Major General Jacob F. Wolters

"Attorney, soldier and citizen." These were the words Lieutenant Governor Walter F. Woodul used to describe Jacob F. Wolters, one of the most dedicated men ever to serve in the Texas National Guard.

General Wolters was born near New Ulm, Texas on 2 September 1871, he attended Adran Christian College (now Texas Christian University), and later earned a law degree.

General Wolters entered the Texas National Guard on 31 May 1891 as a private in D Company, 1st Texas Infantry (the Fayette Light Guard). Shortly after the Spanish American War began, he was commissioned a First Lieutenant and assigned to Troop H, 1st Texas Cavalry, patrolling the Mexican border. He was appointed Lieutenant Colonel on 17 January 1911, to serve as aide-de-camp to the Governor.

In January 1918, the Secretary of War requested the organization of two cavalry brigades in Texas to relieve the regular army units then serving on the border. He was appointed Brigadier General on 1 April 1918 and placed in command of the 1st Texas Cavalry Brigade, which was to be mobilized on 2 January 1919. The war ended before the unit could be mobilized. The Brigade was redesignated the 56th Cavalry Brigade in 1921, and as its commander, General Wolters was a troubleshooter for many Texas governors. They called on him to establish martial law in areas where even the Texas Rangers could not reassert civil law and order. Among those were, the Longview Race Riot of 1919, the Galveston Longshoreman's Strike of 1920, the Mexia and Borger Oil Field Booms of 1922 and 1929, and in the East Texas oil fields in 1931-1932. As a result of these actions, General Wolters became the recognized expert in the United States in the field of martial law, publishing a book on the subject in 1930 which is still applicable today.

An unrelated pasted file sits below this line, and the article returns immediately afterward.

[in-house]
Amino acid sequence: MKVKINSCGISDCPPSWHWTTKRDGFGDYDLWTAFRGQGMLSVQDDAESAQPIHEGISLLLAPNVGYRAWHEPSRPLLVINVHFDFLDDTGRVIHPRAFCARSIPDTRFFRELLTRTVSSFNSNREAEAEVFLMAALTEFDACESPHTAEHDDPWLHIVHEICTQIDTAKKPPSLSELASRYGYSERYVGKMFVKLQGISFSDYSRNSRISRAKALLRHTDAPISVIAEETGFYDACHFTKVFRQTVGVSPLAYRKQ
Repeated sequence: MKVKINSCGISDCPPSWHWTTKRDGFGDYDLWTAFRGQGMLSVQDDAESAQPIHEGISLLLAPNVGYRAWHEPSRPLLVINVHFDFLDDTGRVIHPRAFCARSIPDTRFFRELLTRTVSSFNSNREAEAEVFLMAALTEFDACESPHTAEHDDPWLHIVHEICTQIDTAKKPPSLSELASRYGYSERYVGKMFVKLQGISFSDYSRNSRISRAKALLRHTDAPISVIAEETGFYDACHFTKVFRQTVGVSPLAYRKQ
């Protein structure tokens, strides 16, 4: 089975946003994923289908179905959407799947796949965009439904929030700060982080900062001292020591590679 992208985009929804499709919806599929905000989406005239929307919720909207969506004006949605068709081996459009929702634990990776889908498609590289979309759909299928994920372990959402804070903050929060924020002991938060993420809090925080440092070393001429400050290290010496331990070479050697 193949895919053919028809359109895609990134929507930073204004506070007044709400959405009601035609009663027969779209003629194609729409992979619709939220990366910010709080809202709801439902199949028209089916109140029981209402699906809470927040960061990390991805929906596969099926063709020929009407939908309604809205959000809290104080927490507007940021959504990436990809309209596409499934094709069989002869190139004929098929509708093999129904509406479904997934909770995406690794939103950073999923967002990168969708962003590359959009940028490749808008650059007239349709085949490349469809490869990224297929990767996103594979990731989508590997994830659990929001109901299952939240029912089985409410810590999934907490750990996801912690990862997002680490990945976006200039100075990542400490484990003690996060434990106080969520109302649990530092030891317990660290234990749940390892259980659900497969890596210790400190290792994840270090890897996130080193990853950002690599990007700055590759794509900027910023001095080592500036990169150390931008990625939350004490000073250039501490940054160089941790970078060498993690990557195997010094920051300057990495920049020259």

In 1925, he was instrumental in the acquisition of a 50 acre tract of land near Mineral Wells, later to be named Camp Wolters in his honor, as a training area for the brigade. Later, his brigade was recognized as the best cavalry unit in the National Guard by the War Department.

He retired 1 November 1934 after 43 years of service to his state and nation. A grateful state promoted him to the rank of Brevet Major General, a fitting tribute to the consummate National Guardsman and the epitome of a citizen soldier.

Texas Army National Guard


Major General Jacob F. Wolters